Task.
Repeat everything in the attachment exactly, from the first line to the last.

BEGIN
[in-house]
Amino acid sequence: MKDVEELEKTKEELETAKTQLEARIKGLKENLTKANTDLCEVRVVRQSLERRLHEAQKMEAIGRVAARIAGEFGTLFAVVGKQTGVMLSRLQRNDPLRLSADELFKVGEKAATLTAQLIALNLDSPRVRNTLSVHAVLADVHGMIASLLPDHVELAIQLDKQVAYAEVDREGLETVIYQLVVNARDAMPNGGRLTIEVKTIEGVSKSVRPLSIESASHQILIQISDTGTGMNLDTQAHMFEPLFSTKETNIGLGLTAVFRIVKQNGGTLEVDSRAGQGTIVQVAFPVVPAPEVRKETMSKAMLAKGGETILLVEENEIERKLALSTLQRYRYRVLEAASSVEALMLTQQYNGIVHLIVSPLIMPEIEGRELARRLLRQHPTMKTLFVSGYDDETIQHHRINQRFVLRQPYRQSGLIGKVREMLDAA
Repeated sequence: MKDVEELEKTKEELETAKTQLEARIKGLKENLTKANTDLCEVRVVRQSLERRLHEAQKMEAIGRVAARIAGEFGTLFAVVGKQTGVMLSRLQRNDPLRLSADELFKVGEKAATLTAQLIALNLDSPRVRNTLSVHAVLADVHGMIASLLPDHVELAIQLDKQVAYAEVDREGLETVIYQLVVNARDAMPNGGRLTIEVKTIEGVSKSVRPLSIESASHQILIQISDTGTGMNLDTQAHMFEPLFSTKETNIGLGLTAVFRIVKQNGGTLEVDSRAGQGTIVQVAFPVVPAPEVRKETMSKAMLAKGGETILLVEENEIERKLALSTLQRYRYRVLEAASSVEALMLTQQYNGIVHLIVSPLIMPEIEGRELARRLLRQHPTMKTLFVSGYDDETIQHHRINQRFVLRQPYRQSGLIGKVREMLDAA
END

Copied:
[in-house]
Amino acid sequence: MKDVEELEKTKEELETAKTQLEARIKGLKENLTKANTDLCEVRVVRQSLERRLHEAQKMEAIGRVAARIAGEFGTLFAVVGKQTGVMLSRLQRNDPLRLSADELFKVGEKAATLTAQLIALNLDSPRVRNTLSVHAVLADVHGMIASLLPDHVELAIQLDKQVAYAEVDREGLETVIYQLVVNARDAMPNGGRLTIEVKTIEGVSKSVRPLSIESASHQILIQISDTGTGMNLDTQAHMFEPLFSTKETNIGLGLTAVFRIVKQNGGTLEVDSRAGQGTIVQVAFPVVPAPEVRKETMSKAMLAKGGETILLVEENEIERKLALSTLQRYRYRVLEAASSVEALMLTQQYNGIVHLIVSPLIMPEIEGRELARRLLRQHPTMKTLFVSGYDDETIQHHRINQRFVLRQPYRQSGLIGKVREMLDAA
Repeated sequence: MKDVEELEKTKEELETAKTQLEARIKGLKENLTKANTDLCEVRVVRQSLERRLHEAQKMEAIGRVAARIAGEFGTLFAVVGKQTGVMLSRLQRNDPLRLSADELFKVGEKAATLTAQLIALNLDSPRVRNTLSVHAVLADVHGMIASLLPDHVELAIQLDKQVAYAEVDREGLETVIYQLVVNARDAMPNGGRLTIEVKTIEGVSKSVRPLSIESASHQILIQISDTGTGMNLDTQAHMFEPLFSTKETNIGLGLTAVFRIVKQNGGTLEVDSRAGQGTIVQVAFPVVPAPEVRKETMSKAMLAKGGETILLVEENEIERKLALSTLQRYRYRVLEAASSVEALMLTQQYNGIVHLIVSPLIMPEIEGRELARRLLRQHPTMKTLFVSGYDDETIQHHRINQRFVLRQPYRQSGLIGKVREMLDAA